I’m just starting week three, and have been slowly sinking back into my new novel. It’s both a joy and a challenge to be so immersed in it – when you finally get what you want, the result can be confronting. “Oh, if I only had three weeks of pure isolation for work on my novel!” can quickly turn to a terrified “Oh my God, three weeks of isolation to work on my novel?” once you sit down to the blank page and the blinking cursor once again.

my living & work roomAnd that’s where one’s small daily routines become so precious, especially cooking and eating. The morning coffee drunk while watching the roos, the lunchtime fridge scavenge, the evening glass of wine while cooking dinner, then the meal itself. Mine have most often been eaten one-handed from a bowl, while reading,  reading, reading in a comfy chair by lamplight – and it all takes on a great deal more ritual significance than at home during a normal working week. Even washing the dishes has become a pleasant diversion, what with the sink installed beneath a window that looks out on to a whole other view of stunning green, this time bushland…

wombat sunday april 14 2Then it’s early to bed, and the best sleep I have had in years (interrupted only by the odd bit of thumping and shrieking from a wombat rumpus under the house once or twice, and one night, the sad moans of some yarded cattle down the way), then up early to start again, sitting down with the quiet mind, the blank page, my imagined world and that view.

This evening’s dinner is a new soup I’ve made up this afternoon, inspired partly by a mention my husband made of a sweet potato soup he made at home last week, and partly by the happenstance combination of veg in my fridge, and partly by the welcome return of some cool damp weather. I feel like one of these wombats, shouldering my way back into the long-missed burrow of my writing life. And, even though it’s kind of dark in here, I like it.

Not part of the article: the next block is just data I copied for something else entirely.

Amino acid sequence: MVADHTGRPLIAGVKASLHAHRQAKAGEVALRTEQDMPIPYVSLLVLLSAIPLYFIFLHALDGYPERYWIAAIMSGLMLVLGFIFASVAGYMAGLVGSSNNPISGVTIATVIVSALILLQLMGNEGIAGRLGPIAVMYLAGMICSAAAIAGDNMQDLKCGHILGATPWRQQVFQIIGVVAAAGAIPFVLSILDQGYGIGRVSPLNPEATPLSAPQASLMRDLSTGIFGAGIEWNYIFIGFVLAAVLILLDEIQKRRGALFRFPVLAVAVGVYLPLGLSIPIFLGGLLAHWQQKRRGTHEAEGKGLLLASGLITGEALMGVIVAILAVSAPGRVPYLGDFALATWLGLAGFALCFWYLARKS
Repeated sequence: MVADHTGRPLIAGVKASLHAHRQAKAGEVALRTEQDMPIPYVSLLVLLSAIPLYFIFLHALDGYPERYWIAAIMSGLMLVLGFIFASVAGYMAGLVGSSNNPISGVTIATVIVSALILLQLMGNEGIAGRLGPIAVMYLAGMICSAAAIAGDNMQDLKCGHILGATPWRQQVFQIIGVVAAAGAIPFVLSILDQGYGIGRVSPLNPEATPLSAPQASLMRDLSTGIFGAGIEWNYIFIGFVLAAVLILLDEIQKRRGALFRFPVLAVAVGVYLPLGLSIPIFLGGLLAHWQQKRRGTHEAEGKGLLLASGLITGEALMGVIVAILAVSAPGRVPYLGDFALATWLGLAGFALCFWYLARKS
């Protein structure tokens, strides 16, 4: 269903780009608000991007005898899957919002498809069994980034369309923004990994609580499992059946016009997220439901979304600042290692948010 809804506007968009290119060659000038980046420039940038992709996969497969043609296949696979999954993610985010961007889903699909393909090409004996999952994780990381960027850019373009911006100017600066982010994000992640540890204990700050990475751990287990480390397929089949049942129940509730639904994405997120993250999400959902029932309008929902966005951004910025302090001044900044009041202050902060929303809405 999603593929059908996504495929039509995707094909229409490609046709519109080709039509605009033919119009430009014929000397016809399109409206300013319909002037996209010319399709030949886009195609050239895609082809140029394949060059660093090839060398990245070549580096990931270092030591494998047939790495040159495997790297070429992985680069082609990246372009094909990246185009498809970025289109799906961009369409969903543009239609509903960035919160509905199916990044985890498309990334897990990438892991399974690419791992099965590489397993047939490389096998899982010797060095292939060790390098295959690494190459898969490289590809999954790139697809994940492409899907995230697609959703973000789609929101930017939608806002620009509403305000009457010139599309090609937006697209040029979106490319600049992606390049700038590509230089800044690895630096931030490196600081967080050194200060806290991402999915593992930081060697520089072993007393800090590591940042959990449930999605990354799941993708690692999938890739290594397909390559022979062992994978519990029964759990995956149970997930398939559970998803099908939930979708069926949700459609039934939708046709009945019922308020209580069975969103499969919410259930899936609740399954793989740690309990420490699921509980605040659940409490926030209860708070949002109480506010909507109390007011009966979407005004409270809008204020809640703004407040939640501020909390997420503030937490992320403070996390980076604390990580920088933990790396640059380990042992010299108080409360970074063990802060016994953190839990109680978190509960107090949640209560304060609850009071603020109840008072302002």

Bundanon Soup

  • olive oil
  • 2 medium sweet potatoes,  chopped
  • 3 medium carrots, chopped
  • 3 cloves garlic, finely chopped
  • 1 leek, finely chopped
  • 1 red onion, finely chopped
  • 3 cm  lump ginger, finely chopped
  • ½ bunch parsley, stems finely chopped & separated from leaves, also chopped
  • ½ a celery stick, finely chopped
  • 1 tsp ground cumin
  • 1 tsp ground coriander
  • 1 birdseye chilli, finely chopped
  • ½ tsp turmeric
  • 600 ml chicken stock
  • salt & pepper
  • a little fresh mint, finely chopped
  • lemon juice & zest
  • a dollop of natural yoghurt – optional
  1. bundanonsoupFirst, I tossed the carrots and sweet potato in olive oil and roasted them till richly browned and caramelised, because – well, because generally I need a good reason not to roast things and couldn’t see one here.
  2. While they’re roasting, sauté the onion, leek, ginger, garlic, spices, chilli and finely chopped parsley stalks in more olive oil along with the spices till the veg are soft and the spices fragrant.